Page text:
Q. And with the population growing older and living longer, there seems to be more opportunity for the mature person to share these qualities.
A. That's my goal. I want to bring our society to respect people who grow old, to recognize that they can learn from their experience. The mature leader has many important roles — protector, motivator, team builder, nurturer, innovator, transformer, guide and sage. Just by their presence, they should be able to dispel any doubts or darkness. If leaders can share hope, trust, passion and stability, they're very likely to be respected.
Q. By trust, you mean to trust the new worker who's still finding his or her sea legs, right?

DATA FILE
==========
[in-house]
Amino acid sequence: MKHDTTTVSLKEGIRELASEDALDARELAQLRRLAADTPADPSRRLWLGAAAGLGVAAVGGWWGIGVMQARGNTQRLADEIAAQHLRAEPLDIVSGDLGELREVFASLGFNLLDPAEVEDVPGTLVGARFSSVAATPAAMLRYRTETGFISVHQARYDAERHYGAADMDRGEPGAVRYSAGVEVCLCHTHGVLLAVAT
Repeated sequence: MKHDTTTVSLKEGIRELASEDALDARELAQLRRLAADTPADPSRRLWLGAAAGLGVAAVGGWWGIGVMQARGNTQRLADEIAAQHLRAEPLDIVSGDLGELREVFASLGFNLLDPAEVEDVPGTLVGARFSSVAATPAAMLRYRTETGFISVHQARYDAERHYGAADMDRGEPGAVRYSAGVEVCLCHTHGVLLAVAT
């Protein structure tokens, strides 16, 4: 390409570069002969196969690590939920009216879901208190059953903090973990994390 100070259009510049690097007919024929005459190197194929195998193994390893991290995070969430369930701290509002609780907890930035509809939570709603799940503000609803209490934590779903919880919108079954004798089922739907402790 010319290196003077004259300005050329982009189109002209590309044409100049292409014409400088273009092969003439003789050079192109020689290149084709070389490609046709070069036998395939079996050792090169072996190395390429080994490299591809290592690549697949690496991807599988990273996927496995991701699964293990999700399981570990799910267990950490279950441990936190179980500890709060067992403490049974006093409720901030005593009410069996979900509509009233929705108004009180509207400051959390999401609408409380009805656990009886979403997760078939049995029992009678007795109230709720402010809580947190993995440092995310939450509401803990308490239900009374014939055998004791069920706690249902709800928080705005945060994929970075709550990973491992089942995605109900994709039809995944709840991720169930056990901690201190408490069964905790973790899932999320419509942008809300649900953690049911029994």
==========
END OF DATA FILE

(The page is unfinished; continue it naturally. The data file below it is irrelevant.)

A. The more you trust and give them that trust, the more likely they are to live up to it.
Q. That's true for children as well.
A. Absolutely. People live up to the kind of message you give them. The most important thing we can do is show emotion and caring, and if it's authentic, then it will be reflected no matter what the situation is.
Maureen Mackey is an editor and writer in New York.